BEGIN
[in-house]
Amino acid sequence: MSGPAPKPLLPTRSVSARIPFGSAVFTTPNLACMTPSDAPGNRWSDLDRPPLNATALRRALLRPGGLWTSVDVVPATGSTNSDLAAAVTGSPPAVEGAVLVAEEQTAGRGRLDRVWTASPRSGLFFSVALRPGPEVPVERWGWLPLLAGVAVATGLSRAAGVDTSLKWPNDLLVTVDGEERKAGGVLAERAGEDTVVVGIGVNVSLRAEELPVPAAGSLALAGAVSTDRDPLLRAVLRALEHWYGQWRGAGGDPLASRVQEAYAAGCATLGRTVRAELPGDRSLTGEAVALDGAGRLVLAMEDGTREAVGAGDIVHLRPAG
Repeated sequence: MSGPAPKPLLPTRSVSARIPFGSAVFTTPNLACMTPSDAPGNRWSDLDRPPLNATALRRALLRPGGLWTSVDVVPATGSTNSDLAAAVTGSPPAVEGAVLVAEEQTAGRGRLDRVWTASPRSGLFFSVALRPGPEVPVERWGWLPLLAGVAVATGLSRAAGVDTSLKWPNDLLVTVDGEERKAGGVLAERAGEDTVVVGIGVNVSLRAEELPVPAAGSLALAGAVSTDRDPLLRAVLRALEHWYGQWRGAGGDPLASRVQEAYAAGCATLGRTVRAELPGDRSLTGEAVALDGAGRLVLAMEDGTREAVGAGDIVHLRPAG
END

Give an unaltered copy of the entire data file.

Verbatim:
[in-house]
Amino acid sequence: MSGPAPKPLLPTRSVSARIPFGSAVFTTPNLACMTPSDAPGNRWSDLDRPPLNATALRRALLRPGGLWTSVDVVPATGSTNSDLAAAVTGSPPAVEGAVLVAEEQTAGRGRLDRVWTASPRSGLFFSVALRPGPEVPVERWGWLPLLAGVAVATGLSRAAGVDTSLKWPNDLLVTVDGEERKAGGVLAERAGEDTVVVGIGVNVSLRAEELPVPAAGSLALAGAVSTDRDPLLRAVLRALEHWYGQWRGAGGDPLASRVQEAYAAGCATLGRTVRAELPGDRSLTGEAVALDGAGRLVLAMEDGTREAVGAGDIVHLRPAG
Repeated sequence: MSGPAPKPLLPTRSVSARIPFGSAVFTTPNLACMTPSDAPGNRWSDLDRPPLNATALRRALLRPGGLWTSVDVVPATGSTNSDLAAAVTGSPPAVEGAVLVAEEQTAGRGRLDRVWTASPRSGLFFSVALRPGPEVPVERWGWLPLLAGVAVATGLSRAAGVDTSLKWPNDLLVTVDGEERKAGGVLAERAGEDTVVVGIGVNVSLRAEELPVPAAGSLALAGAVSTDRDPLLRAVLRALEHWYGQWRGAGGDPLASRVQEAYAAGCATLGRTVRAELPGDRSLTGEAVALDGAGRLVLAMEDGTREAVGAGDIVHLRPAG